HEADLINE: Shadowing Infeld: Secret documents show the lengths to which Canadian spies went to try to prove exiled physicist was a communist
BYLINE: LEONARD STERN; THE OTTAWA CITIZEN
On the evening of April 16, 1948, a member of the RCMP's "special branch" attended a public lecture at McGill University in Montreal. The special branch served as a domestic spy agency, forerunner to the Canadian Security Intelligence Service. On this spring night the operative mingled in the audience, probably posing as a scholar or student, most of whom were associated with McGill's theology department. The agent had been assigned to report on guest speaker Dr. Leopold Infeld, then Canada's greatest physicist. A professor at the University of Toronto, Infeld was well known as a close collaborator of Albert Einstein. It was a great prize for Canada's scientific community when, 10 years earlier, Dr. Infeld left the United States to come north.
Like Einstein, Infeld was a peace activist. "It has been clearly proven that no problem has been solved by war and if we think any problem can be solved by war we are preparing a chain of many wars," declared Infeld, according to the RCMP report filed after the Montreal lecture. ...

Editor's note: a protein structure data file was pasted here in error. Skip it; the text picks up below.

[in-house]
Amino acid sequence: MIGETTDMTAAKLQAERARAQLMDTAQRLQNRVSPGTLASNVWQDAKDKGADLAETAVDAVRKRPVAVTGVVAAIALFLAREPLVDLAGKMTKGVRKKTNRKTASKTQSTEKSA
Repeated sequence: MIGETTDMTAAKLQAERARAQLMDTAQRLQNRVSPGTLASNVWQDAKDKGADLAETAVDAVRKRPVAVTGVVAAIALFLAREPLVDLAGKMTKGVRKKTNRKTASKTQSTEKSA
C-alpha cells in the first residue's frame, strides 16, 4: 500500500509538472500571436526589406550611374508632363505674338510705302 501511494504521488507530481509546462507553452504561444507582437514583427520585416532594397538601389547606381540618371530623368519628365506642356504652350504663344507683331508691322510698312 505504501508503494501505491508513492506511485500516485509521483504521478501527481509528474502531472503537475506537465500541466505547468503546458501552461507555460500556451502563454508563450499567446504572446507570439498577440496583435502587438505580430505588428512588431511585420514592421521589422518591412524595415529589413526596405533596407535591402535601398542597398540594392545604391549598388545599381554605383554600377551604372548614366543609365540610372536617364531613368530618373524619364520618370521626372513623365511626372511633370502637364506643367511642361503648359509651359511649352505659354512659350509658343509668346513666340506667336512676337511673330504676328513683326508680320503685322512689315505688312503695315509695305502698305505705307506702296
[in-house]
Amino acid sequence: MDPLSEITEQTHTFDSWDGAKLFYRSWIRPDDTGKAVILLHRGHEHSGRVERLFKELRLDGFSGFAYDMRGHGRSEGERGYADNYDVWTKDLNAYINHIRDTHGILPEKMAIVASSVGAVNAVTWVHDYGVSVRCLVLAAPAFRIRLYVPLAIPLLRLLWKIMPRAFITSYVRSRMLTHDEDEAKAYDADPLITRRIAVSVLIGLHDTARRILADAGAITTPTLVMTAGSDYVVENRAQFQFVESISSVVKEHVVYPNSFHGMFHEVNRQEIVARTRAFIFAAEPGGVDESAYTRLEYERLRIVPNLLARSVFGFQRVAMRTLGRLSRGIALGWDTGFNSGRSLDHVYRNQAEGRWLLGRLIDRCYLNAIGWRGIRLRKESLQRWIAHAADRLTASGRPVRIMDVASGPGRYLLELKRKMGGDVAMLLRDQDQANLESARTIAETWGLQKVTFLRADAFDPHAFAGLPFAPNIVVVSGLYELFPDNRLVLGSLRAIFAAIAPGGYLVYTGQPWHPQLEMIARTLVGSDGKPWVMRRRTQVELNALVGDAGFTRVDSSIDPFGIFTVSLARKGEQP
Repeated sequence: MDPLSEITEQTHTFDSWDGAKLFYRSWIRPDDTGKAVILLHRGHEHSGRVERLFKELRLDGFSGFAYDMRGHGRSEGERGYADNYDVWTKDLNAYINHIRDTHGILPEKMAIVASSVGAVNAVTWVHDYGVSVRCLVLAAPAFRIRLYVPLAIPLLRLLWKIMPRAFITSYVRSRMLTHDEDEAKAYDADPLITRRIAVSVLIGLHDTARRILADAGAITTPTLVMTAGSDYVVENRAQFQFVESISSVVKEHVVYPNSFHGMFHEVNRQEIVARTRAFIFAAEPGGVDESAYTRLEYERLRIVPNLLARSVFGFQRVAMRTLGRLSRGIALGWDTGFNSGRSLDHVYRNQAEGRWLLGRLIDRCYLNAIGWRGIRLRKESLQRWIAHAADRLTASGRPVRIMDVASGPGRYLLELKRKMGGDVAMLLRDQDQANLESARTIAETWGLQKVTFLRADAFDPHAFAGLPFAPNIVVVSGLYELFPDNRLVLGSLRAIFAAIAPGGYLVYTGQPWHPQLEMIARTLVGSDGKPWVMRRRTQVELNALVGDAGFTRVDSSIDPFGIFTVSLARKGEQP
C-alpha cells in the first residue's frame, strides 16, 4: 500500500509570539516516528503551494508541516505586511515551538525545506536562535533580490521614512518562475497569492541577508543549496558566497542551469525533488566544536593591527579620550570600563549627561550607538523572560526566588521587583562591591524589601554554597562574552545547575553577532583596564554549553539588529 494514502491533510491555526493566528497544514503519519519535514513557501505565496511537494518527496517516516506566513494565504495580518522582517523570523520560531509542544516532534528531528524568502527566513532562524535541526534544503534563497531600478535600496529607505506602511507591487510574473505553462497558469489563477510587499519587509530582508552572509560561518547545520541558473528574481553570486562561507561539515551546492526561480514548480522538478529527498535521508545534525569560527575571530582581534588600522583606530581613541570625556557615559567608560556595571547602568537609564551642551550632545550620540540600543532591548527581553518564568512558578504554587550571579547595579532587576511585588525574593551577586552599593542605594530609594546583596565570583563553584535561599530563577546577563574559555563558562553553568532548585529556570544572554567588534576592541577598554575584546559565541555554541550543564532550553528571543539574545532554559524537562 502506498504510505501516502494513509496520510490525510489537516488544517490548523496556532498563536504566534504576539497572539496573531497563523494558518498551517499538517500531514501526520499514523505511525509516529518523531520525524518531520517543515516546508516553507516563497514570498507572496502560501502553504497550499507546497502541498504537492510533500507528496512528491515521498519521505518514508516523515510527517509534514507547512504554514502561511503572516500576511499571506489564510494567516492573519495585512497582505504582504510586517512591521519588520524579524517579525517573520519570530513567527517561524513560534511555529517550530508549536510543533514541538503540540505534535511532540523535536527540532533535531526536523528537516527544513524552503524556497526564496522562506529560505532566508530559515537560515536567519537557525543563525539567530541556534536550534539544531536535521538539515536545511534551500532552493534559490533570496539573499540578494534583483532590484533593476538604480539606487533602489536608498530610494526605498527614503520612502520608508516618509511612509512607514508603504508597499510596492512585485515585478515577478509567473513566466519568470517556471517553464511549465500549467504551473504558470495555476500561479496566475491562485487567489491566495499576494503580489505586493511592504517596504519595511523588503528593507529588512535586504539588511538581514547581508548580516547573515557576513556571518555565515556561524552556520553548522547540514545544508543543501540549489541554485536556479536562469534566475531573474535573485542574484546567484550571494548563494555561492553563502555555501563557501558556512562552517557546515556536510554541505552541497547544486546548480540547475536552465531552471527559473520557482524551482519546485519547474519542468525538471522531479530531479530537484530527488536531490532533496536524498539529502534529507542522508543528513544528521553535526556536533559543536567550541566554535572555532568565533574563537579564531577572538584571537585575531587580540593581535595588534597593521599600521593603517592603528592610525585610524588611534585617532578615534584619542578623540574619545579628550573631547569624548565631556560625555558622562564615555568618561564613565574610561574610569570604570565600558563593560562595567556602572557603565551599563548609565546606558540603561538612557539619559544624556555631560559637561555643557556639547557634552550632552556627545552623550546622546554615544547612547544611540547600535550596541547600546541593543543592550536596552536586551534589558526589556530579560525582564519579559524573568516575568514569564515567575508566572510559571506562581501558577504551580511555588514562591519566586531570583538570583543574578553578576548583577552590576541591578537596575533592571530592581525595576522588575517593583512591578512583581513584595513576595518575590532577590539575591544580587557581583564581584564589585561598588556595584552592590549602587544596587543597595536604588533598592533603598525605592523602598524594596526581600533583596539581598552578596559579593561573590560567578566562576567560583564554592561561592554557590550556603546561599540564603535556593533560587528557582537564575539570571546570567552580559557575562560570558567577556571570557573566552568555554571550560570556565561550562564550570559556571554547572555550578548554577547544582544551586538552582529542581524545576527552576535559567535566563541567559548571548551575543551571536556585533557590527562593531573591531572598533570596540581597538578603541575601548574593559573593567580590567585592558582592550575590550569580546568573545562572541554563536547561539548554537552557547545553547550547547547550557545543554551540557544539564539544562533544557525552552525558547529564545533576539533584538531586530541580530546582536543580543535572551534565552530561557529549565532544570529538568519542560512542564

Yet two years later Parliament denounced Infeld as a traitor who planned, if he hadn't done so already, to provide Russia with atomic secrets. As the Citizen's Weekly reported last July, the allegations against Infeld were based on rumour. Even so, his photograph was splashed across the nation's newspapers, his family was harassed, and in 1950 he moved to Poland, his country of birth. His Canadian citizenship and that of his young Canadian-born children were revoked. Infeld died an unhappy man in Warsaw in 1968. His tombstone says, simply, "Leopold Infeld, physicist."
Last year, Warsaw University held a symposium in honour of Infeld's memory and organizers invited the Canadian government to send a representative, someone, it was hoped, who would clear the great scientist's name and acknowledge he had been unjustly hounded out of Canada. ...
The Canadian government probably began monitoring Infeld's activities not long after he left Princeton University in 1938 and took up his position in Toronto; by 1945 he was the subject of at least three investigations.
In the early Cold War period, one did not need to be a confessed communist to be a security threat. Infeld once made a complimentary remark about a youth labour federation and that alone earned an entry in RCMP files. Years later, after he was exiled to Poland, he reflected on this climate of mistrust in an essay published by the journal of the Polish Writers Union. ...